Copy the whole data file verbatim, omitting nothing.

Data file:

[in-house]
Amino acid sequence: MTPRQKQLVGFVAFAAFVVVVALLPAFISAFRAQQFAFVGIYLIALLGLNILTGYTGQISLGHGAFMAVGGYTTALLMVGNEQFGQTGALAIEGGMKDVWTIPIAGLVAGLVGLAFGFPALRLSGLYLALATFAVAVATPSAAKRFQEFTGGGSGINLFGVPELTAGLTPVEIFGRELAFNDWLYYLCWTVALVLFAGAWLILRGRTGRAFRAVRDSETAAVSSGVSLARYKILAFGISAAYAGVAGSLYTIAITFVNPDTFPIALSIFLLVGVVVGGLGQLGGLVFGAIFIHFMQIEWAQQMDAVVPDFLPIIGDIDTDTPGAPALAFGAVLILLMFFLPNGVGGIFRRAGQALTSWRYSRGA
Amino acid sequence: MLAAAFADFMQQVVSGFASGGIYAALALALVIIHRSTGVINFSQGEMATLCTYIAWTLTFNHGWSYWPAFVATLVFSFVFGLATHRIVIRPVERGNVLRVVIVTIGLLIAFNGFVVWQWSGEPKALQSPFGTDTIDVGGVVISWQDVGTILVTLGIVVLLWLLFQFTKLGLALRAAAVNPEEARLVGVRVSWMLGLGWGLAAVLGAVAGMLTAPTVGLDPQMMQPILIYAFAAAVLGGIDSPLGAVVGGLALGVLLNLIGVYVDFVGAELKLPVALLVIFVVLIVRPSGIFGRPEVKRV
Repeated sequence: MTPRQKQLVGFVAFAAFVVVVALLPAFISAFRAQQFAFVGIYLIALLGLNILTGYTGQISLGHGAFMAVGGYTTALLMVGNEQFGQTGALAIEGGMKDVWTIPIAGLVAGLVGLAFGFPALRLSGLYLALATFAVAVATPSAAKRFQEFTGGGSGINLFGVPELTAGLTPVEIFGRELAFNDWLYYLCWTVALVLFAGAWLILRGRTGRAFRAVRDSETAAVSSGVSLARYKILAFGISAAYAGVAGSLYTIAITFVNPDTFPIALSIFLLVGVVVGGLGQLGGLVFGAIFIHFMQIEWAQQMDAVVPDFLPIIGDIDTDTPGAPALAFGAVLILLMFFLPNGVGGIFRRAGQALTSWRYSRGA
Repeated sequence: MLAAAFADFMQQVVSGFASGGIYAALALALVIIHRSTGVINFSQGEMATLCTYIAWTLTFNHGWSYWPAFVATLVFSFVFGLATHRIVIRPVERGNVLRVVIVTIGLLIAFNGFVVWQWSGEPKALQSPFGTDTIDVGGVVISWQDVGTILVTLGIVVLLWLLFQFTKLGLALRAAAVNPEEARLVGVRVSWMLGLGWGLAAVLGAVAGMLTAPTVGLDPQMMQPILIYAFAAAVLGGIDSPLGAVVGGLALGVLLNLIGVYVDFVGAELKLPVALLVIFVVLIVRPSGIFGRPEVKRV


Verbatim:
[in-house]
Amino acid sequence: MTPRQKQLVGFVAFAAFVVVVALLPAFISAFRAQQFAFVGIYLIALLGLNILTGYTGQISLGHGAFMAVGGYTTALLMVGNEQFGQTGALAIEGGMKDVWTIPIAGLVAGLVGLAFGFPALRLSGLYLALATFAVAVATPSAAKRFQEFTGGGSGINLFGVPELTAGLTPVEIFGRELAFNDWLYYLCWTVALVLFAGAWLILRGRTGRAFRAVRDSETAAVSSGVSLARYKILAFGISAAYAGVAGSLYTIAITFVNPDTFPIALSIFLLVGVVVGGLGQLGGLVFGAIFIHFMQIEWAQQMDAVVPDFLPIIGDIDTDTPGAPALAFGAVLILLMFFLPNGVGGIFRRAGQALTSWRYSRGA
Amino acid sequence: MLAAAFADFMQQVVSGFASGGIYAALALALVIIHRSTGVINFSQGEMATLCTYIAWTLTFNHGWSYWPAFVATLVFSFVFGLATHRIVIRPVERGNVLRVVIVTIGLLIAFNGFVVWQWSGEPKALQSPFGTDTIDVGGVVISWQDVGTILVTLGIVVLLWLLFQFTKLGLALRAAAVNPEEARLVGVRVSWMLGLGWGLAAVLGAVAGMLTAPTVGLDPQMMQPILIYAFAAAVLGGIDSPLGAVVGGLALGVLLNLIGVYVDFVGAELKLPVALLVIFVVLIVRPSGIFGRPEVKRV
Repeated sequence: MTPRQKQLVGFVAFAAFVVVVALLPAFISAFRAQQFAFVGIYLIALLGLNILTGYTGQISLGHGAFMAVGGYTTALLMVGNEQFGQTGALAIEGGMKDVWTIPIAGLVAGLVGLAFGFPALRLSGLYLALATFAVAVATPSAAKRFQEFTGGGSGINLFGVPELTAGLTPVEIFGRELAFNDWLYYLCWTVALVLFAGAWLILRGRTGRAFRAVRDSETAAVSSGVSLARYKILAFGISAAYAGVAGSLYTIAITFVNPDTFPIALSIFLLVGVVVGGLGQLGGLVFGAIFIHFMQIEWAQQMDAVVPDFLPIIGDIDTDTPGAPALAFGAVLILLMFFLPNGVGGIFRRAGQALTSWRYSRGA
Repeated sequence: MLAAAFADFMQQVVSGFASGGIYAALALALVIIHRSTGVINFSQGEMATLCTYIAWTLTFNHGWSYWPAFVATLVFSFVFGLATHRIVIRPVERGNVLRVVIVTIGLLIAFNGFVVWQWSGEPKALQSPFGTDTIDVGGVVISWQDVGTILVTLGIVVLLWLLFQFTKLGLALRAAAVNPEEARLVGVRVSWMLGLGWGLAAVLGAVAGMLTAPTVGLDPQMMQPILIYAFAAAVLGGIDSPLGAVVGGLALGVLLNLIGVYVDFVGAELKLPVALLVIFVVLIVRPSGIFGRPEVKRV